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Australian Institute of Health and Welfare (AIHW) report:

‘Fewer than one in ten adults eating enough vegetables’

A Tasmanian not-for-profit has started a new project to provide a healthy sit-down lunch for students in 15 schools across the state. But will it we enough? The latest Australian Institute of Health and Welfare (AIHW) report has found most adults do not consume the recommended number of veggies.

In fact, fewer than one in ten adults are eating enough greens each day: 96 per cent of men and 87 per cent of women do not eat enough vegetables. Accredited Sports Dietitian Gaye Rutherford: "Vegetables are not as much of a convenience food, if you are on the go or looking for really easy portable options, they don't tend to be the first thing people reach for. Time constraints can sometimes become a barrier to eating meals or snacks with vegetables."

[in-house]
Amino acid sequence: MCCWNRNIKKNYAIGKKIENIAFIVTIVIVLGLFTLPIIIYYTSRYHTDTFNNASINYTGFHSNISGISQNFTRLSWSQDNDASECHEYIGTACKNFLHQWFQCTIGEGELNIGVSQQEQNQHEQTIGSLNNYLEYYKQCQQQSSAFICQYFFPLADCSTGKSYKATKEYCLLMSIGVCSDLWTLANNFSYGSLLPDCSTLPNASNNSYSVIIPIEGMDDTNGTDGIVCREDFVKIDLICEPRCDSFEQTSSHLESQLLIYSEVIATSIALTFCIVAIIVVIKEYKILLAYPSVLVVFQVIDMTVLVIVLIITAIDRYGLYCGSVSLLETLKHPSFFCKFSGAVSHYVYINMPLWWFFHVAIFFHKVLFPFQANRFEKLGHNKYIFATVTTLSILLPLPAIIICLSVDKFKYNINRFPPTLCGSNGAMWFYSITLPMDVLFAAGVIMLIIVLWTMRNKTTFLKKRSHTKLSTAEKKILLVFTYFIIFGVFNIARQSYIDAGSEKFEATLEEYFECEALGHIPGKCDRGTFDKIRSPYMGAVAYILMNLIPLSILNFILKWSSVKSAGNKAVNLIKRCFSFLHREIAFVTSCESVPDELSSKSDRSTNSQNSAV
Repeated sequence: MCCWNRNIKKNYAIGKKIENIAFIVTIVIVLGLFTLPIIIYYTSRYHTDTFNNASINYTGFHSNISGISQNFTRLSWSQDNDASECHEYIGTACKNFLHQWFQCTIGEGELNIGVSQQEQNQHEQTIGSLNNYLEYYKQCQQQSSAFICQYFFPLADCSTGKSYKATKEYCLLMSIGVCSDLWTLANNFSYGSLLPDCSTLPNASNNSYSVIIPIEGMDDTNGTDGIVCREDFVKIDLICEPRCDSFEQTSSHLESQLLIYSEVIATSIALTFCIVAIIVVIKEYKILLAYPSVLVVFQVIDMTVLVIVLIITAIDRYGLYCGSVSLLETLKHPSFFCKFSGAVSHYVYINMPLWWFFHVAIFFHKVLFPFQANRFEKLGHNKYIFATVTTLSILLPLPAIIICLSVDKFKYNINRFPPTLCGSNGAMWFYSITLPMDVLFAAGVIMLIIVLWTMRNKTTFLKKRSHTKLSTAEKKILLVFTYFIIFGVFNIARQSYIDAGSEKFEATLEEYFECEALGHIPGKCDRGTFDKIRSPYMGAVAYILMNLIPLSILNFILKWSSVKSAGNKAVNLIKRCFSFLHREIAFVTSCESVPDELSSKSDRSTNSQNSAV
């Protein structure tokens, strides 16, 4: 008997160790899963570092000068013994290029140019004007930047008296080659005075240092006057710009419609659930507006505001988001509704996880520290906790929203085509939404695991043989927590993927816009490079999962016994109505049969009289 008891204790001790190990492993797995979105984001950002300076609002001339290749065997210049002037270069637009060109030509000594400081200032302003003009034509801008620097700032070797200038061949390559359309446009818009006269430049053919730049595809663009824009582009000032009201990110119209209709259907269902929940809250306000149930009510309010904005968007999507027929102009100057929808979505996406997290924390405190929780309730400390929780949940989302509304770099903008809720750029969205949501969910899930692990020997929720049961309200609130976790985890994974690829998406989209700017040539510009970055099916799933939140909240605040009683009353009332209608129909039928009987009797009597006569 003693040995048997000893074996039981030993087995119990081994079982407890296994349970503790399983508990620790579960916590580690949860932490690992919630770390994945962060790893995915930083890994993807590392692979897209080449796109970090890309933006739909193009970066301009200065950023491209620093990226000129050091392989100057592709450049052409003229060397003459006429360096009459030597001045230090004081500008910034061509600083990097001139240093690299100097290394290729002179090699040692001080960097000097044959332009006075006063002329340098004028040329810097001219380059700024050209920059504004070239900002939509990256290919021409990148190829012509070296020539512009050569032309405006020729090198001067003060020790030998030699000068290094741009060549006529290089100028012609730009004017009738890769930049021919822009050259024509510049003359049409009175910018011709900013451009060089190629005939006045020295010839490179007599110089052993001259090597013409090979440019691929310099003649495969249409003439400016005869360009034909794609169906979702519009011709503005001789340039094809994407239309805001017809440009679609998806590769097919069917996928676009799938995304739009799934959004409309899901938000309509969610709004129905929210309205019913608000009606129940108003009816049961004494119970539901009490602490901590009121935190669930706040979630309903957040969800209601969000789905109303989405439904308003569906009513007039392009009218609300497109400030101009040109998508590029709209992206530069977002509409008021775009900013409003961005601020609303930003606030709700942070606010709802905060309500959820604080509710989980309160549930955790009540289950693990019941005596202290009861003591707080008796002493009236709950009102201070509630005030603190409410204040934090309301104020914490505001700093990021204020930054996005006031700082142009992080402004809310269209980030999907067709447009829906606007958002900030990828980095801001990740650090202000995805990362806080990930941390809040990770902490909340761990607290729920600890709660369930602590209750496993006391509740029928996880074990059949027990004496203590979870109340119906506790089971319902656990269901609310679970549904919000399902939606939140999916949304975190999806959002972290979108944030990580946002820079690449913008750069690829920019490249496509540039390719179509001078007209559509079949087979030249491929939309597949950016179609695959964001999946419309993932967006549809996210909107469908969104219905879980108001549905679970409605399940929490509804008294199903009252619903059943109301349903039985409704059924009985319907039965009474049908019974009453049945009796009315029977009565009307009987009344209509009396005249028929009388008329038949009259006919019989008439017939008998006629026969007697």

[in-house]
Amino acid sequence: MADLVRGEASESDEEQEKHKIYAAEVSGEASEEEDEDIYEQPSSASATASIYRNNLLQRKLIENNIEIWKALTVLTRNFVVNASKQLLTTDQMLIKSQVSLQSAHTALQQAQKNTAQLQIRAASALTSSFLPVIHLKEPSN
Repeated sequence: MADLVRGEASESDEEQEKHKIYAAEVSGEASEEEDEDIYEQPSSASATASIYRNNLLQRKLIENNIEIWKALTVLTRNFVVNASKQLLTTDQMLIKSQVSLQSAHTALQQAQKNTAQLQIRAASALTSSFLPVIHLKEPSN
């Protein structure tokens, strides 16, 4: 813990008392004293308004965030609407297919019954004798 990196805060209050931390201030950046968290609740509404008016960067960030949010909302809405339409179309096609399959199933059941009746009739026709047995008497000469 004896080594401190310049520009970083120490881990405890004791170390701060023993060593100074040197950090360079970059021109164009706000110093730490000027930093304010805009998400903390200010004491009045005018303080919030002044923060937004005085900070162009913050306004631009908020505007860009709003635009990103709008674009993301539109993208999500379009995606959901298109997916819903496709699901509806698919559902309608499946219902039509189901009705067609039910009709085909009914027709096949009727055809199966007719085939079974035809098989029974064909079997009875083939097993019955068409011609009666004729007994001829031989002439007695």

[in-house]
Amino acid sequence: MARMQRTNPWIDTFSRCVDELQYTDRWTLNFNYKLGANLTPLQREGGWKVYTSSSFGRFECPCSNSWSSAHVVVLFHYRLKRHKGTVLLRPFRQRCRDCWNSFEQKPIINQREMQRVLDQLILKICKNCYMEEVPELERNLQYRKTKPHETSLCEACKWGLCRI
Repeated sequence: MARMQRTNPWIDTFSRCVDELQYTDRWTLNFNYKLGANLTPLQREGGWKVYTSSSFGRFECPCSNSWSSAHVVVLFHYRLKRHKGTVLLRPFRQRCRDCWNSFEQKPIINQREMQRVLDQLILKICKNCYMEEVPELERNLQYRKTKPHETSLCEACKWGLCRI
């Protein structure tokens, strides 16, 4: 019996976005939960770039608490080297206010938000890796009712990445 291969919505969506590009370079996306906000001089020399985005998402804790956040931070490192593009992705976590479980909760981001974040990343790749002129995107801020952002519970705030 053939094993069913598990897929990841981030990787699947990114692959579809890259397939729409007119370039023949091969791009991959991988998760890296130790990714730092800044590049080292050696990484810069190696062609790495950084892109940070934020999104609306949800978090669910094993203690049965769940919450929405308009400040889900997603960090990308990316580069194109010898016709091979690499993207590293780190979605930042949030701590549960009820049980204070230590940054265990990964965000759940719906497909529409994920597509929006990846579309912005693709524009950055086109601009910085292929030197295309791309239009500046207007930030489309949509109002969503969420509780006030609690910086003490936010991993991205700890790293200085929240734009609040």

The cost of fresh produce is also another reason why some people are ditching their healthy eating habits, and in other cases, it is because of a lack of access to fresh fruit or vegetables.

With a population living longer, Australia is experiencing higher rates of chronic and aging-related conditions like dementia, the latest snapshot from the Australian Institute of Health and Welfare says. Industry experts say that should not put people off eating vegetables, but it does mean it is more important than ever to buy what is in season.


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